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Last December, George Keeler took home the grand prize in the 2008 Joan F. & John M. Thalheimer Student Entrepreneurship Contest for his invention, the multi-functional G-paK backpack. In his own words, George explains how he did it.

"I am pursuing a dual degree in product design and marketing at Lehigh. I was born in Boston, Massachusetts and I went to Wayland High school. Since I was five years old, I have been an avid camper and hiker as well as a gear enthusiast. I grew up fly-fishing, rock hopping and camping in the Adirondack Mountains. During the other half of my summers, I was surfing and sailing on Martha's Vineyard.

Backpacks have always been one of my favorite outdoor accessories. I own several bags for different situations and I am constantly switching between them. In the summer, I needed a lightweight pack for fishing and bringing things to the beach. When I was camping, I needed a waterproof bag that I could take cliff jumping. Waist packs worked well in the woods for holding smaller tools and items, but I considered them to be dorky to bring to the beach.

This summer, I began to think about exactly what I needed in a backpack. I pulled together all the features from other packs that really interested me. As an employee at REI, I sold hundreds of backpacks and in my free time, I had the chance to fully inspect every detail of all the top selling backpacks. I helped customers find the pack that best fit them and at the same time, I learned what features customers liked the best. I sold more packs by pointing out these features.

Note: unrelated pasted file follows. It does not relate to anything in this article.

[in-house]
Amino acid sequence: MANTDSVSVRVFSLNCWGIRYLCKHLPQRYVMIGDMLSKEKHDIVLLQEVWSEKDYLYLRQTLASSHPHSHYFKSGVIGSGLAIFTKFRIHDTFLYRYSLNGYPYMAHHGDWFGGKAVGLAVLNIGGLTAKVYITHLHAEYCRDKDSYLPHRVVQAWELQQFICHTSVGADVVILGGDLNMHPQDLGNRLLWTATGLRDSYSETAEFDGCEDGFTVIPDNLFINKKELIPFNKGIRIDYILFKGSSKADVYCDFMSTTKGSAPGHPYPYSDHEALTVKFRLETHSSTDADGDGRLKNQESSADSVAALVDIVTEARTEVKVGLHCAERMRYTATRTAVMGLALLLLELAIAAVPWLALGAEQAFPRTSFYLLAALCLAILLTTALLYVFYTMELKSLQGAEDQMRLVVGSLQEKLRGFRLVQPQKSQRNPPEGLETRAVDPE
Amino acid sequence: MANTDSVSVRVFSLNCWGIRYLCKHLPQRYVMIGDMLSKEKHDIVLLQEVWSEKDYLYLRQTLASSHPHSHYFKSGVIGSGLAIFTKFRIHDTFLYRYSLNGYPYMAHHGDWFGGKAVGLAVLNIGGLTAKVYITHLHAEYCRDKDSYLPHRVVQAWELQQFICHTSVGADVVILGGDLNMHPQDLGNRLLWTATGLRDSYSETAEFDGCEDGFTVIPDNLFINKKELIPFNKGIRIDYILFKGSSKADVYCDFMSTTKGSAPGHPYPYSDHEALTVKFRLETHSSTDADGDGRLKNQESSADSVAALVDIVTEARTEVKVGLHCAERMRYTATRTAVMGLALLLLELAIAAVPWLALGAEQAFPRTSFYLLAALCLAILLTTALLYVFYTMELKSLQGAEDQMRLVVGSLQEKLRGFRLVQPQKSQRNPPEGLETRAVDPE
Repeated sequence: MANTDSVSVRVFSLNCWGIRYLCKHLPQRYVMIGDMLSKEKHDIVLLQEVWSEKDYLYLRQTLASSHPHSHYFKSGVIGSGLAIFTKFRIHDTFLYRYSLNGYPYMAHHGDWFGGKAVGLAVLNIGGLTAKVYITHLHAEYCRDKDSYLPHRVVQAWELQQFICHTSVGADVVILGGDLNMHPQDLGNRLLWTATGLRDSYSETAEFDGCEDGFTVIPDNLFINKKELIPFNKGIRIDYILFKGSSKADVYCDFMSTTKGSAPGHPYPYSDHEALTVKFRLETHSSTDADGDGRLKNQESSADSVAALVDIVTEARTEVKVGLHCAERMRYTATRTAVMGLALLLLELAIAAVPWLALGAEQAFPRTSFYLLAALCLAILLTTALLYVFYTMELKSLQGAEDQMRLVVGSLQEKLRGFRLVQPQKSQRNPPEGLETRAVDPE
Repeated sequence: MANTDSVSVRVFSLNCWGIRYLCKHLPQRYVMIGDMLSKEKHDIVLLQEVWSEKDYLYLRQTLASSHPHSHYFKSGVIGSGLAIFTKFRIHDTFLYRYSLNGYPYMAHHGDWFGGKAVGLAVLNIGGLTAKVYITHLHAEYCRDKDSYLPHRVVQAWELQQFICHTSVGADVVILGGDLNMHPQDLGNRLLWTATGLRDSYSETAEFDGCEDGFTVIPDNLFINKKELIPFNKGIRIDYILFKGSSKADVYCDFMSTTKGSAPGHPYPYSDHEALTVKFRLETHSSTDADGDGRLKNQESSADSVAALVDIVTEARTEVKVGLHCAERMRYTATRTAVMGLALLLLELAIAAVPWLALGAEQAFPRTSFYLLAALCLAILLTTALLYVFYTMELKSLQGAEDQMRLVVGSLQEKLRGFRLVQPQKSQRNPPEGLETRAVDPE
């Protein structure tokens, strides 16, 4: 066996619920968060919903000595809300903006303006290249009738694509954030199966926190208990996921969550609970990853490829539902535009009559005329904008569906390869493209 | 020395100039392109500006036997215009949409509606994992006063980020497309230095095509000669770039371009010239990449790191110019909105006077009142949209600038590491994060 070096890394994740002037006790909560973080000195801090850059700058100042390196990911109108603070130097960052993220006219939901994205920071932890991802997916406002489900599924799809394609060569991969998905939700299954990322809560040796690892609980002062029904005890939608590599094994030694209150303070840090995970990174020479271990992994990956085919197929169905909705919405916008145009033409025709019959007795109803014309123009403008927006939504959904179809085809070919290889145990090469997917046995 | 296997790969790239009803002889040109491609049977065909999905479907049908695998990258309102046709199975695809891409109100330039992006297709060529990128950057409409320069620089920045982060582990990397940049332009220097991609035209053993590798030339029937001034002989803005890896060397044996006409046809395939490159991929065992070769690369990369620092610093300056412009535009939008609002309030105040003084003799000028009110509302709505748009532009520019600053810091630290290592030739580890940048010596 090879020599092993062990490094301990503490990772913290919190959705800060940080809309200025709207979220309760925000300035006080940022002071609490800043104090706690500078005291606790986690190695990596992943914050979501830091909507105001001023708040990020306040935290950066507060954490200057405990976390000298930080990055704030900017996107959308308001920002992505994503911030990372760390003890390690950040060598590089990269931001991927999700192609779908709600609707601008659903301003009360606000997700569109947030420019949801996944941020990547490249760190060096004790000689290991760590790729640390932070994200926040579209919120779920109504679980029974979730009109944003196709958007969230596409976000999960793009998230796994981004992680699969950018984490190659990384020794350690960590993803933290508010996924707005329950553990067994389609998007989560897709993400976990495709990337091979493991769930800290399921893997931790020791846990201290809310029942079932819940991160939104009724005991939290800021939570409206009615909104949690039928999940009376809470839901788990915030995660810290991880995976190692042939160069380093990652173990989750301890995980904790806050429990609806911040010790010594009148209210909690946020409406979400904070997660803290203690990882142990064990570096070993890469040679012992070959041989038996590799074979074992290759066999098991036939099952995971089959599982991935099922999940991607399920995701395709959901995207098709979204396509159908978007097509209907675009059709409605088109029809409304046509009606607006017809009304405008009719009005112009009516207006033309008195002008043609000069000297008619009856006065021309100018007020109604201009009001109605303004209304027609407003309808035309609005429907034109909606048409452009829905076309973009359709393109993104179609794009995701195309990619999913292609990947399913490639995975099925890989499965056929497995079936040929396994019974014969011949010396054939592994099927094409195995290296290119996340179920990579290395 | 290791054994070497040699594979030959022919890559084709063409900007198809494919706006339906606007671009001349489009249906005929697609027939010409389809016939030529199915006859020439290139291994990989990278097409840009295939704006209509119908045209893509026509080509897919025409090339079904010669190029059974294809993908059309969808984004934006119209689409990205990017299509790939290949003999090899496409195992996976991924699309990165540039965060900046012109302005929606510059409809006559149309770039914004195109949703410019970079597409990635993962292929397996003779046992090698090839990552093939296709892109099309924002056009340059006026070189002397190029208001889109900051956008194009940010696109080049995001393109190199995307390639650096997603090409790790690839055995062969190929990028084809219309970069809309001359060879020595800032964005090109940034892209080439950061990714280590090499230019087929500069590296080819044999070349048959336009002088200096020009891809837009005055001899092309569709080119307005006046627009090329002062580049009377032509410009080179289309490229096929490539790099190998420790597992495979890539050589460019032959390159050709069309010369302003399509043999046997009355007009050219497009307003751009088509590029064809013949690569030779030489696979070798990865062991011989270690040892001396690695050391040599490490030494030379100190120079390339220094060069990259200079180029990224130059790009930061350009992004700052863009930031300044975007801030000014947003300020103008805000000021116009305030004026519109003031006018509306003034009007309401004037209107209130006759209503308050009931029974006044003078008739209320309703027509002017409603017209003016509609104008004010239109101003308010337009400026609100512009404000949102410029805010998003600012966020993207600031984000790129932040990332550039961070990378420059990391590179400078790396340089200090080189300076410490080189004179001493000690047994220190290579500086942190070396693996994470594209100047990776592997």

I came up with the idea for the G-paK because I wanted a lightweight waterproof backpack that looked like nothing else out there. I hate dressing like everyone else and wearing the same Jansport or L.L. Bean backpack, so I put all my ideas together and started sketching the G-paK. This new idea motivated me to teach myself how to sew. After borrowing my neighbor's sewing machine and honing my skills, I able to start prototyping the G-paK.

The first few versions I constructed were very crude and either functioned properly but looked bad, or barely worked and looked great. I continuously experimented with different fabrics, strap styles, and closure methods until I came up with the fifth and current prototype. This is the version George Guest would produce. It is the perfect combination between functionality and style.

Roll top bags always interested me because they were so unique, but closing them was more time consuming then zippering a bag shut. I entered the G-paK into the Lehigh Student Entrepreneurship Contest along with a business plan. I was lucky enough to win the grand prize, which included $5,000 in seed funding from the Thalheimers, Lehigh alumni who graduated in 1955."

For more information, visit: http://www3.lehigh.edu/News/V2news_story.asp?iNewsID=2536.